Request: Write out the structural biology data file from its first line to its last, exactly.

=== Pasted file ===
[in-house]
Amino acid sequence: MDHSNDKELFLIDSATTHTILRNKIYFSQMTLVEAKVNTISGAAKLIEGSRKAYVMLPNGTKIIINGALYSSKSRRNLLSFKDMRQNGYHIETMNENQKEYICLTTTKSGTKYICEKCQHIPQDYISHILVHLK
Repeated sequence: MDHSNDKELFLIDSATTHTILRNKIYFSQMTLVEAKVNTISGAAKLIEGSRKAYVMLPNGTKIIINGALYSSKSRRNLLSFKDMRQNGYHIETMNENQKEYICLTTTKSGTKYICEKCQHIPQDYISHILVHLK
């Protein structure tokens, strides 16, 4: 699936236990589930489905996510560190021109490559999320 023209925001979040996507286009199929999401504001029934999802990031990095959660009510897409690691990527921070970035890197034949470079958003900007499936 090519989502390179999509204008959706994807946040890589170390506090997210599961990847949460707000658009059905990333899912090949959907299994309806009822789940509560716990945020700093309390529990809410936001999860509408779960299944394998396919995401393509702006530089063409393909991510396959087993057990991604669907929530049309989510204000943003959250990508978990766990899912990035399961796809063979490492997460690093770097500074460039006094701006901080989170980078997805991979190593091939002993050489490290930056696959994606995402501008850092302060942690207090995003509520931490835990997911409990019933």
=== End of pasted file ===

[in-house]
Amino acid sequence: MDHSNDKELFLIDSATTHTILRNKIYFSQMTLVEAKVNTISGAAKLIEGSRKAYVMLPNGTKIIINGALYSSKSRRNLLSFKDMRQNGYHIETMNENQKEYICLTTTKSGTKYICEKCQHIPQDYISHILVHLK
Repeated sequence: MDHSNDKELFLIDSATTHTILRNKIYFSQMTLVEAKVNTISGAAKLIEGSRKAYVMLPNGTKIIINGALYSSKSRRNLLSFKDMRQNGYHIETMNENQKEYICLTTTKSGTKYICEKCQHIPQDYISHILVHLK
């Protein structure tokens, strides 16, 4: 699936236990589930489905996510560190021109490559999320 023209925001979040996507286009199929999401504001029934999802990031990095959660009510897409690691990527921070970035890197034949470079958003900007499936 090519989502390179999509204008959706994807946040890589170390506090997210599961990847949460707000658009059905990333899912090949959907299994309806009822789940509560716990945020700093309390529990809410936001999860509408779960299944394998396919995401393509702006530089063409393909991510396959087993057990991604669907929530049309989510204000943003959250990508978990766990899912990035399961796809063979490492997460690093770097500074460039006094701006901080989170980078997805991979190593091939002993050489490290930056696959994606995402501008850092302060942690207090995003509520931490835990997911409990019933």